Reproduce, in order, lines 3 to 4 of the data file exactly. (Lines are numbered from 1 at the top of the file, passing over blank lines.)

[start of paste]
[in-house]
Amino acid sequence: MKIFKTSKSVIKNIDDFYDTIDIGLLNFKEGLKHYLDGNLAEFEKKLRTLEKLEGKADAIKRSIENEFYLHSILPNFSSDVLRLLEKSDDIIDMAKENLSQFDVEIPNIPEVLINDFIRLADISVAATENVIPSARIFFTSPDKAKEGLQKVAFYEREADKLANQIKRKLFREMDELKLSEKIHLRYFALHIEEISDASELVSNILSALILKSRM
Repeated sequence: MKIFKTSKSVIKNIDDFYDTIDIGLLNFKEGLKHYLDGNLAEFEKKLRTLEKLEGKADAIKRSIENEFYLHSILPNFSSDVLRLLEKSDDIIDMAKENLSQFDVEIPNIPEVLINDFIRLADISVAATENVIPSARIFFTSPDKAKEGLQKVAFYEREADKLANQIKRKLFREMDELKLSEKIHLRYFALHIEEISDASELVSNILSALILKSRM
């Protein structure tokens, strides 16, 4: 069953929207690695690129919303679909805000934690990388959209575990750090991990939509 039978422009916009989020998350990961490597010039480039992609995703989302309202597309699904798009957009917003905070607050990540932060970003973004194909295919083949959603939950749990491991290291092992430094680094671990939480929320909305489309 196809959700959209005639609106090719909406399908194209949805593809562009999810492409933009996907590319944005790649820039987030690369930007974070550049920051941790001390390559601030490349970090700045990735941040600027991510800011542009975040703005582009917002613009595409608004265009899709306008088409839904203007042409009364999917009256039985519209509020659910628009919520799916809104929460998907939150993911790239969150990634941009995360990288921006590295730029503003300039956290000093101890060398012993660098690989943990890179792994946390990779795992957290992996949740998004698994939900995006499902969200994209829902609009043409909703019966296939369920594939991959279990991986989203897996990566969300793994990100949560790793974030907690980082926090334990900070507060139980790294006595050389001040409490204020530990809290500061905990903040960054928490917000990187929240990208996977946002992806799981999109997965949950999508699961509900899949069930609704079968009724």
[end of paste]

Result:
Repeated sequence: MKIFKTSKSVIKNIDDFYDTIDIGLLNFKEGLKHYLDGNLAEFEKKLRTLEKLEGKADAIKRSIENEFYLHSILPNFSSDVLRLLEKSDDIIDMAKENLSQFDVEIPNIPEVLINDFIRLADISVAATENVIPSARIFFTSPDKAKEGLQKVAFYEREADKLANQIKRKLFREMDELKLSEKIHLRYFALHIEEISDASELVSNILSALILKSRM
């Protein structure tokens, strides 16, 4: 069953929207690695690129919303679909805000934690990388959209575990750090991990939509 039978422009916009989020998350990961490597010039480039992609995703989302309202597309699904798009957009917003905070607050990540932060970003973004194909295919083949959603939950749990491991290291092992430094680094671990939480929320909305489309 196809959700959209005639609106090719909406399908194209949805593809562009999810492409933009996907590319944005790649820039987030690369930007974070550049920051941790001390390559601030490349970090700045990735941040600027991510800011542009975040703005582009917002613009595409608004265009899709306008088409839904203007042409009364999917009256039985519209509020659910628009919520799916809104929460998907939150993911790239969150990634941009995360990288921006590295730029503003300039956290000093101890060398012993660098690989943990890179792994946390990779795992957290992996949740998004698994939900995006499902969200994209829902609009043409909703019966296939369920594939991959279990991986989203897996990566969300793994990100949560790793974030907690980082926090334990900070507060139980790294006595050389001040409490204020530990809290500061905990903040960054928490917000990187929240990208996977946002992806799981999109997965949950999508699961509900899949069930609704079968009724």